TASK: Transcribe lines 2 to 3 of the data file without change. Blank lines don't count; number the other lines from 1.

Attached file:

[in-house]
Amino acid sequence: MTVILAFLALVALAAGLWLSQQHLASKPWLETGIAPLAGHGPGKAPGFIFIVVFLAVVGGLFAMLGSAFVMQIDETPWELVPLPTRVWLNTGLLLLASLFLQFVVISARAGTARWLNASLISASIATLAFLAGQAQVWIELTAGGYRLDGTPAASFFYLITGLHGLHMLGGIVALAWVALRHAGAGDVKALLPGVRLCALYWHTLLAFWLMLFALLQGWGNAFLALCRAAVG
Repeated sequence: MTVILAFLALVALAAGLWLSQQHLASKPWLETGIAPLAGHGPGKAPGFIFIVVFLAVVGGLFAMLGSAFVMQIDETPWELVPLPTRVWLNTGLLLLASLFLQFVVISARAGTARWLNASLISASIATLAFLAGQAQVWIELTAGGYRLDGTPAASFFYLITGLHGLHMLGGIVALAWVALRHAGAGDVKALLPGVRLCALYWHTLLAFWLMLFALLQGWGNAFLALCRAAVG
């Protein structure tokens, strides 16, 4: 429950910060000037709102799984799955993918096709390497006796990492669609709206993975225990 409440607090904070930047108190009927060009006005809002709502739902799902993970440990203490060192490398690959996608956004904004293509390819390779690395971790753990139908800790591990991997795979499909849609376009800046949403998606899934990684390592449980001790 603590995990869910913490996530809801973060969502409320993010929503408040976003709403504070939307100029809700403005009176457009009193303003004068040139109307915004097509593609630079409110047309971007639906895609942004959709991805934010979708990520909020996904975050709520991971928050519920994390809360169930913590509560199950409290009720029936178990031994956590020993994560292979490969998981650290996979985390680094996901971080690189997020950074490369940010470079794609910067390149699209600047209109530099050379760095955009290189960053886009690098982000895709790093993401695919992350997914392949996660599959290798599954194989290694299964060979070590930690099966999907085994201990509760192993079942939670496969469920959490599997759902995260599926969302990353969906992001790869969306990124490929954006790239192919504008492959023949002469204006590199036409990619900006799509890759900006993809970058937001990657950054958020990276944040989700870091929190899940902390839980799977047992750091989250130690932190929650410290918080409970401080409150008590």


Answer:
Amino acid sequence: MTVILAFLALVALAAGLWLSQQHLASKPWLETGIAPLAGHGPGKAPGFIFIVVFLAVVGGLFAMLGSAFVMQIDETPWELVPLPTRVWLNTGLLLLASLFLQFVVISARAGTARWLNASLISASIATLAFLAGQAQVWIELTAGGYRLDGTPAASFFYLITGLHGLHMLGGIVALAWVALRHAGAGDVKALLPGVRLCALYWHTLLAFWLMLFALLQGWGNAFLALCRAAVG
Repeated sequence: MTVILAFLALVALAAGLWLSQQHLASKPWLETGIAPLAGHGPGKAPGFIFIVVFLAVVGGLFAMLGSAFVMQIDETPWELVPLPTRVWLNTGLLLLASLFLQFVVISARAGTARWLNASLISASIATLAFLAGQAQVWIELTAGGYRLDGTPAASFFYLITGLHGLHMLGGIVALAWVALRHAGAGDVKALLPGVRLCALYWHTLLAFWLMLFALLQGWGNAFLALCRAAVG